At their annual LibLearnX conference later this month, the American Library Association will host workshops promoting drag queen story hour and other LGBT programs.

The ALA is a national organization claiming to provide “leadership for the development, promotion and improvement of library and information services.” The group has come under fire recently for defending school libraries that keep sexually explicit books on their shelves.

The organization’s upcoming conference, LibLearnX: The Library Learning Experience, offers workshops for library employees at all levels, including school librarians. The ALA will hold this year’s conference in New Orleans, Louisiana, January 27-30.

One session entitled “Rainbow Family Storytime: Yes, even in the South!” encourages library employees to organize drag queen story hour events for children even if local citizens disapprove.

“LGBTQIA+ -positive library children’s programs play a vital role in making communities safe and affirming for everyone,” read the session’s description. “However, hosting said programming – especially story times that feature Drag Queens/Kings – can be difficult to implement because of the nature of bigotry LGBTQIA+ community members continue to face.”

Another session instructs librarians on implementing “Affirming Library Practices for LGBTQIA+ Kids in School Libraries.” The workshop promises to inform them about radical gender ideology terms and the legality of organizing LGBT programs at public libraries:

Our session provides legal knowledge supporting affirming practices and strengthening advocacy, skills to create a supportive LGBTQIA+ culture in and beyond your library, and the terminology that creates safety and a sense of belonging.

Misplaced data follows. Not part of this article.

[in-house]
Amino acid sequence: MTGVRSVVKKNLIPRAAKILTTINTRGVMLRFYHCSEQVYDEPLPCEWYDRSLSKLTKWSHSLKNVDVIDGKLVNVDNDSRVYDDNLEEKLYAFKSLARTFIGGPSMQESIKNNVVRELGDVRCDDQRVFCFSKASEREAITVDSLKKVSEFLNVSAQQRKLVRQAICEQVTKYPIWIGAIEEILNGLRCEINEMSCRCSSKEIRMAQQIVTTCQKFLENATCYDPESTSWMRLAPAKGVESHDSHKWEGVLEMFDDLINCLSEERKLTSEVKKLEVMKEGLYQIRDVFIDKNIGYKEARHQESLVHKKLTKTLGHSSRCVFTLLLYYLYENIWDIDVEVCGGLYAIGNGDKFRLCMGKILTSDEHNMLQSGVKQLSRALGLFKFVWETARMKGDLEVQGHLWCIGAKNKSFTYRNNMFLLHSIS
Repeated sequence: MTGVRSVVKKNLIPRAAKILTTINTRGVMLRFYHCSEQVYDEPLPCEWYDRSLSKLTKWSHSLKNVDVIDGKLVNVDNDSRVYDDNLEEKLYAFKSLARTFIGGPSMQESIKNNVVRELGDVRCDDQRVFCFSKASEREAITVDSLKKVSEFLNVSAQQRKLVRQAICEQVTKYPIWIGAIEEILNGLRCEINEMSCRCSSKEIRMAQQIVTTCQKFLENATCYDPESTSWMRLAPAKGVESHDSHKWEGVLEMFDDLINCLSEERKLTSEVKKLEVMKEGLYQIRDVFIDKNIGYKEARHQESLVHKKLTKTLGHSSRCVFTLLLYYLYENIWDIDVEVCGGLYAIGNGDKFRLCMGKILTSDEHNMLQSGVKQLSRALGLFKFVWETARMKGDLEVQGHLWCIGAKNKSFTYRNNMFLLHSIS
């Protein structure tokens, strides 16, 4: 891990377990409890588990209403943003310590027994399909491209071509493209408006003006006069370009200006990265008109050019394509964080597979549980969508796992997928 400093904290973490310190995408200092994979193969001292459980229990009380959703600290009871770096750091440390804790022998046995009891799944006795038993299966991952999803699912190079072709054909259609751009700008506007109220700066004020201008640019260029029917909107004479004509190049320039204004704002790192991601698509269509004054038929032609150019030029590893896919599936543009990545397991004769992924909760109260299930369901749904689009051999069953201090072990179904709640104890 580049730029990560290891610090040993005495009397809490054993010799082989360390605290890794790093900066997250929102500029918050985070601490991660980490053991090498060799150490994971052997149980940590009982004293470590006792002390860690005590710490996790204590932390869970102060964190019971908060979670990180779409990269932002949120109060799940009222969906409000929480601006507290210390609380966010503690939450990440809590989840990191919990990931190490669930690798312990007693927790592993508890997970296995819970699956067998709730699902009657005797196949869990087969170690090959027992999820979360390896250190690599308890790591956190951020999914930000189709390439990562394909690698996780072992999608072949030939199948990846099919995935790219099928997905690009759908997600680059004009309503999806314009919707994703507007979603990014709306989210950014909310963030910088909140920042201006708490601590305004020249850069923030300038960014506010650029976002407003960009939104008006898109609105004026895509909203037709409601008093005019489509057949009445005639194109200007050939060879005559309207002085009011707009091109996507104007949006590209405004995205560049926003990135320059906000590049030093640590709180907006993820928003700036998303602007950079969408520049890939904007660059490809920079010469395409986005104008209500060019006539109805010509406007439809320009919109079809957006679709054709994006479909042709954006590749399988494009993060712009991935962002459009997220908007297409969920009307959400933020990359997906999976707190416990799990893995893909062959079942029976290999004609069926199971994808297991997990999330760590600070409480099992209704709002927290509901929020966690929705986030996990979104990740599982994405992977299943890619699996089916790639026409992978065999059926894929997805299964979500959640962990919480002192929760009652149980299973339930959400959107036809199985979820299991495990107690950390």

The session, organized by Dallas Independent School District’s LGBTQ+ Coordinator Mahoganie Gaston, promotes LGBT library events as life-saving programs; however, some have drawn attention to the unreliable data LGBT groups use to advance this claim.

“We will share the proper terminology of the LGBTQIA+ community as well as statements and verbiage that is micro-aggressive; data on how and why LGBTQIA+ affirming libraries and school cultures save students’ lives; and practical tips for all levels of school libraries on how to create and/or extend affirming spaces and school culture for LGBTQIA+ students.”

LibLearnX will also host critical race theory proponents Ibram X. Kendi and Nic Stone, the authors of “How to Be a (Young) Antiracist.” The two will open the conference with a talk explaining how their book encourages teenagers to “build a more equitable world.” The work is a “reimagining” of Kendi’s “How to Be an Antiracist,” which teaches that people are either inherently oppressed or privileged based on the color of their skin.

With Texas’ 88th Legislative Session already underway, several lawmakers have filed measures calling for restricting children’s access to explicit materials in public schools.

Citizens can use Texas Scorecard’s Elected Officials Directory to contact their lawmakers.

Katy Drollinger

Katy is eager to use her skills in writing and research to accurately report on issues for Texas Scorecard. She graduated from Tarleton State University in 2021 after majoring in history and minoring in political science.

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